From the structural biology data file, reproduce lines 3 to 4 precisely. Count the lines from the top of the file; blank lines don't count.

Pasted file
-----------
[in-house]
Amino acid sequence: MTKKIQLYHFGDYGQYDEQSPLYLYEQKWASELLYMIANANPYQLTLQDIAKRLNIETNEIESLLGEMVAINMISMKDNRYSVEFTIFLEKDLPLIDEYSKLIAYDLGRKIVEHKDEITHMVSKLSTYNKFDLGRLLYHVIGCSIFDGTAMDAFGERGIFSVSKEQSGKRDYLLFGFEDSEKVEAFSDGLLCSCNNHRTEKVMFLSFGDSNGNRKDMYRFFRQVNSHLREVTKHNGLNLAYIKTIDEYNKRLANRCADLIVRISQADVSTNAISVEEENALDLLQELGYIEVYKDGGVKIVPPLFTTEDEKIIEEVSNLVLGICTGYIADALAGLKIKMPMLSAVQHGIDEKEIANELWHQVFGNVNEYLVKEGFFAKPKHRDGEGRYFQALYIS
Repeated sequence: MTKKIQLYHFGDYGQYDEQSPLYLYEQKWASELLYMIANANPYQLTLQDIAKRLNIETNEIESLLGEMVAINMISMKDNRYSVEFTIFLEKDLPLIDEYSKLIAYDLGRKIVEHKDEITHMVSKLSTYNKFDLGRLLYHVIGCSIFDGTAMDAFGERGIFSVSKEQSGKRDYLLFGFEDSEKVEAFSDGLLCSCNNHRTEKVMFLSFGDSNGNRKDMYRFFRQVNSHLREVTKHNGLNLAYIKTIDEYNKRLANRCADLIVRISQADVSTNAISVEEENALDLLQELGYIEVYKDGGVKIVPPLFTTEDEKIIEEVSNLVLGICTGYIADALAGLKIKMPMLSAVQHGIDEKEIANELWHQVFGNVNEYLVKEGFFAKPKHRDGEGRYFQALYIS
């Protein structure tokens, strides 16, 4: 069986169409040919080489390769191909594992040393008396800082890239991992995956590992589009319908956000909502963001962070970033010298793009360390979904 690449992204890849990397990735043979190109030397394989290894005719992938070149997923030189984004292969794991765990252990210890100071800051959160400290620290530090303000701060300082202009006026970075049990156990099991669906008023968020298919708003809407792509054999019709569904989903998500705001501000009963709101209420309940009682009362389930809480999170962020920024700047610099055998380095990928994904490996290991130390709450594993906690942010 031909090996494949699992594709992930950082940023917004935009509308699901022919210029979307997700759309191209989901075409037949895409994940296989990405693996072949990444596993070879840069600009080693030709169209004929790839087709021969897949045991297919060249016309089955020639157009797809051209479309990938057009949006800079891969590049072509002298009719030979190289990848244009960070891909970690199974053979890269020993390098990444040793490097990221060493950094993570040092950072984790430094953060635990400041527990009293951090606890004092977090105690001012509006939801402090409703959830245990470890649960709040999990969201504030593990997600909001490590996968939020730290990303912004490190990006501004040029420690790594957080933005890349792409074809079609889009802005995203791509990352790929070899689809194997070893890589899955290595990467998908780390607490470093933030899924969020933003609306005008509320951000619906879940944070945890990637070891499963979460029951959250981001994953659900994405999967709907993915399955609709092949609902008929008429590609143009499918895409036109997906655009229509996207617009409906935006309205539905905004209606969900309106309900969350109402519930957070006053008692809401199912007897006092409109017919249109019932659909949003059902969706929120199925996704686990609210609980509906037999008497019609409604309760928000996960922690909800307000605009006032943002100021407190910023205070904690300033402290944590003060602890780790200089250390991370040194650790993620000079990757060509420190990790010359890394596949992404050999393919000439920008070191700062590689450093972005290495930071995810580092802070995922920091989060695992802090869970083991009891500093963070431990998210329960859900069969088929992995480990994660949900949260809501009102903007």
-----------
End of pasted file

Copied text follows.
Repeated sequence: MTKKIQLYHFGDYGQYDEQSPLYLYEQKWASELLYMIANANPYQLTLQDIAKRLNIETNEIESLLGEMVAINMISMKDNRYSVEFTIFLEKDLPLIDEYSKLIAYDLGRKIVEHKDEITHMVSKLSTYNKFDLGRLLYHVIGCSIFDGTAMDAFGERGIFSVSKEQSGKRDYLLFGFEDSEKVEAFSDGLLCSCNNHRTEKVMFLSFGDSNGNRKDMYRFFRQVNSHLREVTKHNGLNLAYIKTIDEYNKRLANRCADLIVRISQADVSTNAISVEEENALDLLQELGYIEVYKDGGVKIVPPLFTTEDEKIIEEVSNLVLGICTGYIADALAGLKIKMPMLSAVQHGIDEKEIANELWHQVFGNVNEYLVKEGFFAKPKHRDGEGRYFQALYIS
């Protein structure tokens, strides 16, 4: 069986169409040919080489390769191909594992040393008396800082890239991992995956590992589009319908956000909502963001962070970033010298793009360390979904 690449992204890849990397990735043979190109030397394989290894005719992938070149997923030189984004292969794991765990252990210890100071800051959160400290620290530090303000701060300082202009006026970075049990156990099991669906008023968020298919708003809407792509054999019709569904989903998500705001501000009963709101209420309940009682009362389930809480999170962020920024700047610099055998380095990928994904490996290991130390709450594993906690942010 031909090996494949699992594709992930950082940023917004935009509308699901022919210029979307997700759309191209989901075409037949895409994940296989990405693996072949990444596993070879840069600009080693030709169209004929790839087709021969897949045991297919060249016309089955020639157009797809051209479309990938057009949006800079891969590049072509002298009719030979190289990848244009960070891909970690199974053979890269020993390098990444040793490097990221060493950094993570040092950072984790430094953060635990400041527990009293951090606890004092977090105690001012509006939801402090409703959830245990470890649960709040999990969201504030593990997600909001490590996968939020730290990303912004490190990006501004040029420690790594957080933005890349792409074809079609889009802005995203791509990352790929070899689809194997070893890589899955290595990467998908780390607490470093933030899924969020933003609306005008509320951000619906879940944070945890990637070891499963979460029951959250981001994953659900994405999967709907993915399955609709092949609902008929008429590609143009499918895409036109997906655009229509996207617009409906935006309205539905905004209606969900309106309900969350109402519930957070006053008692809401199912007897006092409109017919249109019932659909949003059902969706929120199925996704686990609210609980509906037999008497019609409604309760928000996960922690909800307000605009006032943002100021407190910023205070904690300033402290944590003060602890780790200089250390991370040194650790993620000079990757060509420190990790010359890394596949992404050999393919000439920008070191700062590689450093972005290495930071995810580092802070995922920091989060695992802090869970083991009891500093963070431990998210329960859900069969088929992995480990994660949900949260809501009102903007």